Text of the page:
My answer to the second question:
No, President Obama is not capable of adopting a pragmatic approach in this domain owing to the deeply-rooted military and strategic perceptions prevailing in the US military-political establishment, which have been carried over from the Cold War era. This shows that it was a mistake to have awarded him the Nobel Peace Prize in 2009. President Obama in his first term failed to meet expectations in the arms control domain: except for the signing the New START in 2010 with Moscow, he did not succeed in finding solutions in four key areas related to the global stability and global security, namely:

The BMD arms race (it has already started); 

Tactical nuclear weapons (no negotiations to downsize them have been held since 1945);

Conventional arms (no new CFE Treaty has been drawn up);

Arms in outer space (there are no legal norms in the international law so far preventing their emplacement).

My answer to the third question:
There is no need for Russia to make any concessions for the following reasons: 
Moscow is not going to emplace its BMD assets close to US territory (the US is continuing with EPAA); 
Moscow does not store tactical nuclear weapons in the vicinity of the US (the US still keeps them in Europe – by the way, three types of US free-fall nuclear tactical bombs there are considered "strategic" because they can be delivered by heavy strategic bombers, namely B-2 and B52H that can fly more than 18,000 km with air refuelling); 
Moscow does not have first-use of its nuclear arsenal written into its strategic doctrine (while the US does); 
Moscow does not have superiority in conventional forces over the US (while the US does have such superiority over Russia). 
From this it follows that prompt concessions or first practical steps in the arms control should be made by Washington, not Moscow.

Frank Shatz
The Virginia Gazette

I am a Holocaust survivor who was liberated by the Red Army in Budapest, Hungary. A native of Czechoslovakia, my command of the Russian language was questionable. But as the saying goes, a one-eyed man among the blind is king. Thus, I was recruited to be a translator at Marshall Voroshilov’s headquarters. This gave me the opportunity to interact with a host of Russians.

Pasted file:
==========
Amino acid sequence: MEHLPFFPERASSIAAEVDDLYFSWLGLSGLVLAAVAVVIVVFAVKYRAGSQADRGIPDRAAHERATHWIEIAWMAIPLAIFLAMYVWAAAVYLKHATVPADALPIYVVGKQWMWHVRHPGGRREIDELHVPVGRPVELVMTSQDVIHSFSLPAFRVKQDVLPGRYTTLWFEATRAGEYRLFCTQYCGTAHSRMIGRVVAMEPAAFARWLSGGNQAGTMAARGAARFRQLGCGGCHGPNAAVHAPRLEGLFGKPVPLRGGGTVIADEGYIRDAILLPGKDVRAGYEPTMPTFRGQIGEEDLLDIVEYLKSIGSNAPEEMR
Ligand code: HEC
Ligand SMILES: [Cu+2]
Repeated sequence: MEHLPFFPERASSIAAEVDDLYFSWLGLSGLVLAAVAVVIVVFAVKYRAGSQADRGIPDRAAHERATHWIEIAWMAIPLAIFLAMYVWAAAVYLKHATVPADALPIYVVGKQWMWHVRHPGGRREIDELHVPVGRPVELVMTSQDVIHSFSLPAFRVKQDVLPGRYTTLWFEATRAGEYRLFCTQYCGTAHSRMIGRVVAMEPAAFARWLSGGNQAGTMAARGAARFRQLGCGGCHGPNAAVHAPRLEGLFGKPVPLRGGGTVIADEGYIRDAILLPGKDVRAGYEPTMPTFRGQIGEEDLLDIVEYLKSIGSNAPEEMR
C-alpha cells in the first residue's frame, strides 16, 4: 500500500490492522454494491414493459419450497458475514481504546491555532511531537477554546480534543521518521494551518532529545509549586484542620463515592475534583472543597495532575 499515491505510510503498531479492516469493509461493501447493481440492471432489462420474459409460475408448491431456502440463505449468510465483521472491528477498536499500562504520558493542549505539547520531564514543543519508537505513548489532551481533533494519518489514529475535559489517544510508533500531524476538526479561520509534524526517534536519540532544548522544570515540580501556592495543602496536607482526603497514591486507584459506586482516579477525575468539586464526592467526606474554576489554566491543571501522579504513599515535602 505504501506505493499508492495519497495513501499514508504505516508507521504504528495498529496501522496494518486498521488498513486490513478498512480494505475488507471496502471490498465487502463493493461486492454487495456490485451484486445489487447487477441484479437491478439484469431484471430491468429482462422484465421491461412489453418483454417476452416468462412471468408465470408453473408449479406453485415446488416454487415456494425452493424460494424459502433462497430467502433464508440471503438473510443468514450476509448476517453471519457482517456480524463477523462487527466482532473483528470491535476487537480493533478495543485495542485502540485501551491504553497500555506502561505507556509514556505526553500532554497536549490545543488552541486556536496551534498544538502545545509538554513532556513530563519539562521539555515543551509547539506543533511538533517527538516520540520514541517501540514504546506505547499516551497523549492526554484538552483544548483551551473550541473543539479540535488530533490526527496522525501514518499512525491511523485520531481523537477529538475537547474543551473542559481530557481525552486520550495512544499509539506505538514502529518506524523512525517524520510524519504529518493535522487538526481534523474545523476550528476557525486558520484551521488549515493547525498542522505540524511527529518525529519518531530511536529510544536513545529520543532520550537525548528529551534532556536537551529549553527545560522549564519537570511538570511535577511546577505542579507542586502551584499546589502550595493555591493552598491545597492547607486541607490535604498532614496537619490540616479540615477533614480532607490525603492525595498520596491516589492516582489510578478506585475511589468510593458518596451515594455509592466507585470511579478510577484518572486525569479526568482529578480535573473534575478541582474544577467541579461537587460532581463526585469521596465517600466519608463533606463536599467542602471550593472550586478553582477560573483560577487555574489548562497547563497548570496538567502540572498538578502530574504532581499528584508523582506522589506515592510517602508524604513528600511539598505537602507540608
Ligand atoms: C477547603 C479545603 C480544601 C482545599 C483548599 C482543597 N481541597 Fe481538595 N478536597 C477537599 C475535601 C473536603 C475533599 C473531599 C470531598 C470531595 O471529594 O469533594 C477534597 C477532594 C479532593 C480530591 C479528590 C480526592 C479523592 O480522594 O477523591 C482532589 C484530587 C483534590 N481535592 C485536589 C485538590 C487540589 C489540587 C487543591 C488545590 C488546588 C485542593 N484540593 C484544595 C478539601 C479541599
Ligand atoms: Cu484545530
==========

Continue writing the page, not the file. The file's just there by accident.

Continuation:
In 1954, my wife and I managed to escape from Communist Czechoslovakia and found refuge in the United States. I was astonished to notice how many similarities there were between the Americans and the Russians. I have found both to be generous, outgoing, hospitable and friendly. In spite of the antagonism generated by the Cold War, American’s didn’t harbor animosity toward the Russian people.

The same is true, today. A delegation of Russian professionals from Novosibirsk visited Williamsburg, Va., recently. The visit took place in the framework of the Open World Program. One of their hosts was Col. Daniel Malone, a former U. S. military attaché in Moscow. He commented: "They were individuals exercising personal initiatives, involved in highly personalized interaction with their hosts and lecturers. They will help their countrymen go far!” 

While looking for ways to improve relations between the US and Russia and to build trust, I think there is no better vehicle than that of intensifying grassroots people-to- people exchange programs, initiated by both sides.

As far as the question of whether Washington will opt for pragmatism in its relations with Russia during Obama’s second-term, his President’s selection of Senator John Kerry as the next secretary of state seems to be a promising sign. 

During the 2004 presidential election, while Senator Kerry was participating in the Presidential Forum on Rural Issues at the Olympic Arena in Lake Placid, NY, I had the opportunity to observe and interview him. Like many other reporters who followed him around during the primaries, I found him aloof, wooden and dour. But this impression was balanced out by an image of someone who is coolly pragmatic, self-assured and patriotic. All this seems to suggest that not ideology, but pragmatism and a quest for stability in the world will guide American policy toward Russia. But for that to happen Russia will have to show that it is willing to reciprocate.

Dale Herspring
University Distinguished Professor of Political Science
Kansas State University

My reading of Putin is that he is a gradualist. I don't see him making radical changes.  The same is true of Obama, albeit for different reasons. He has to worry about the Hill.

Perhaps I define "breakthrough" differently than Vlad does. I don't see a sudden change. I can see a gradual one, but before that happens (from the US side) I think the law banning the adoptions will have to be repealed. I understand the frustration that led to it, but I am speaking from one who looks at things from the perspective of the average American.  

Vlad is right about the China factor. Here, however, is the problem and it is an American problem. I am certain that just about every person who thinks about it would agree that one of Washington's primary tasks is to forestall any China-Russia alliance. The problem, in my experience, is that foreign policy is just not as rational as some might think it is. I suspect if one spoke with influential people on the Hill, the overwhelming majority would agree:  Keep Russia and China from getting too close, regardless of how difficult the task is. But then they would have gone on to vote in any case for the infamous Magnitsky Bill that led to the adoption law.